Monster mum who killed sons ‘competent and caring’ before murders, report finds

The twisted murder of two brothers by their monster mum “could not have been predicted”, a report has found.

Evil Sarah Barrass, 35, and her half-brother, Brandon Machin, 39, were jailed for life last year after killing their two elder sons in Sheffield, South Yorks.

The sick pair throttled Blake, 14 and Tristan, 13, before attempting to kill four more of their kids at their family home.

The vile killers tried to poison their children in the hours before the strangling.

In a serious case review, published today, professionals involved with the family described Barrass as “a loving, caring and competent mother".

The report, commissioned by Sheffield Children's Safeguarding Partnership, found none of the agencies who had contact with Barrass could have predicted what happened.

The report revealed the murderous mum struggled to cope with the teens' behaviour and complained her three-bed council house was too small to keep her children apart.

The findings, which cleared police and social services of any wrongdoing, also said Barrass was “anxious” about her half-brother being revealed as the children's dad when she hatched the plot to murder them.

Author Alex Walters said: "The deaths of these two children is a tragedy and there is no evidence from this review process that any of the practitioners and agencies involved with the family could have predicted the actions taken by their parents.

"This review has seen significant evidence of effective and caring practice with the children by all agencies involved with the family."

The review said: "Practitioners saw (Barrass) as a loving, caring and competent mother.

"Professionals' view of mother's parenting was overwhelmingly positive and she was seen as a competent, caring and articulate parent who supported and fought hard for her children's access to appropriate support and help.

  • Man accused of killing two women, storing bodies in freezer as jury considers verdict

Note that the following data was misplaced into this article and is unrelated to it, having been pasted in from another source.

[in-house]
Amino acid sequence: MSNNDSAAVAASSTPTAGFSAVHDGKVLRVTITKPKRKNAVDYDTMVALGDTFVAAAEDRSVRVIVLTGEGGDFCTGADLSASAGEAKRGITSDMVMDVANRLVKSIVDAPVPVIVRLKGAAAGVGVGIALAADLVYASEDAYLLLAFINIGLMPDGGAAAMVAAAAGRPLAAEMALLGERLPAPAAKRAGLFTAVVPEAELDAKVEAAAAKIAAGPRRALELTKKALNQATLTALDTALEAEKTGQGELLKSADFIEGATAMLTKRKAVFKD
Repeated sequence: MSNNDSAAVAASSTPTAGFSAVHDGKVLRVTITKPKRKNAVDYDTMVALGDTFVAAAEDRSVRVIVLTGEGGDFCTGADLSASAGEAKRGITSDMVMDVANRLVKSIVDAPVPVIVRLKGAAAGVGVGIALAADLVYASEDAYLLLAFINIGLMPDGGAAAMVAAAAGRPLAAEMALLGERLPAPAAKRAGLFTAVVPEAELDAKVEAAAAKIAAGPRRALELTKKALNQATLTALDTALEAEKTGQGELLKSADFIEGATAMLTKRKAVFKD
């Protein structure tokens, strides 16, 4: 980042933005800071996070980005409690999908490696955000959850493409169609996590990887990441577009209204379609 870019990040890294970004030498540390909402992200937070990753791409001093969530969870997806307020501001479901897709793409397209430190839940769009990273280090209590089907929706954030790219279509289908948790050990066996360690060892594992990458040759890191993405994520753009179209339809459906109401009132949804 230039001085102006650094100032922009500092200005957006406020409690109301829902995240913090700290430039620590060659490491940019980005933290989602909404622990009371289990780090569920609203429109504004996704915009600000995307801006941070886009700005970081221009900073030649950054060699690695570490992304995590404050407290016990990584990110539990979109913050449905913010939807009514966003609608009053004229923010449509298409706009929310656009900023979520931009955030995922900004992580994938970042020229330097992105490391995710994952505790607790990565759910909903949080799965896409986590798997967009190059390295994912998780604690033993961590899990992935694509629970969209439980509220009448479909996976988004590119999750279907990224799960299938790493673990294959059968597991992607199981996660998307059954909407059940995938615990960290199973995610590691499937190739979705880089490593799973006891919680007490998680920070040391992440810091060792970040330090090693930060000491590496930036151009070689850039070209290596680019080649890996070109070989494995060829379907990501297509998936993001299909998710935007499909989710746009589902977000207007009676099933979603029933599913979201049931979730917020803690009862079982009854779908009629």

"She frequently self-referred to support services and the police."

Sheffield Crown Court heard last year that the killer couple colluded to strangle the teenage brothers before ensuring their deaths by placing bin bags over their heads.

Of the other children they planned to murder, two of the kids were under three-years-old.

The twisted pair forced all the children to take tablets gathered from their family home.

The court heard the couple wanted the concoction of pills to kill all four of the youngsters.

  • Ex-prison guard jailed for smuggling coke and cannabis in her underwear for inmate

But when that botched attempt fell through, they killed the teenagers before attempting to drown one of the younger ones in a bath.

Prosecutors said the family was, to the outside world, a “household of a long single mum with six children, supported by her brother”.

But the reality was far darker.

No social service professional were aware that Barrass and her brother were in a relationship, and he was the father of all six of the kids.

  • Truck driver pleads guilty to manslaughter of 39 migrants found dead in lorry in Essex

The court heard: "The children believed and even told officers at the scene that their father was dead, having died in the Second World War."

A judge was told that the mother-of-six was heard repeatedly making remarks such as "I gave you life, I can take it away" to the children.

The court heard that she had sought help from the local authority with the youngsters, texting a friend: "I've thought of every possible solution to this mess.

"Mass murder, putting them all in care, checking in to the local nut house.

"I love my kids too much to kill them, I can't put them into care for the same reason."

David Ashcroft, chair of Sheffield Children's Safeguarding Partnership, said the review had found "significant evidence of effective and caring practice for the children by all agencies involved with the family".

He added: "However, as with any review, the process of reflection has identified some areas where the current systems and processes could be improved."

Areas highlighted for review included improving the understanding of and response to harmful sexual behaviour; reinforcing the need to take a "holistic view" of a family's engagement with the authorities; and paying more attention to male carers.

Source: Read Full Article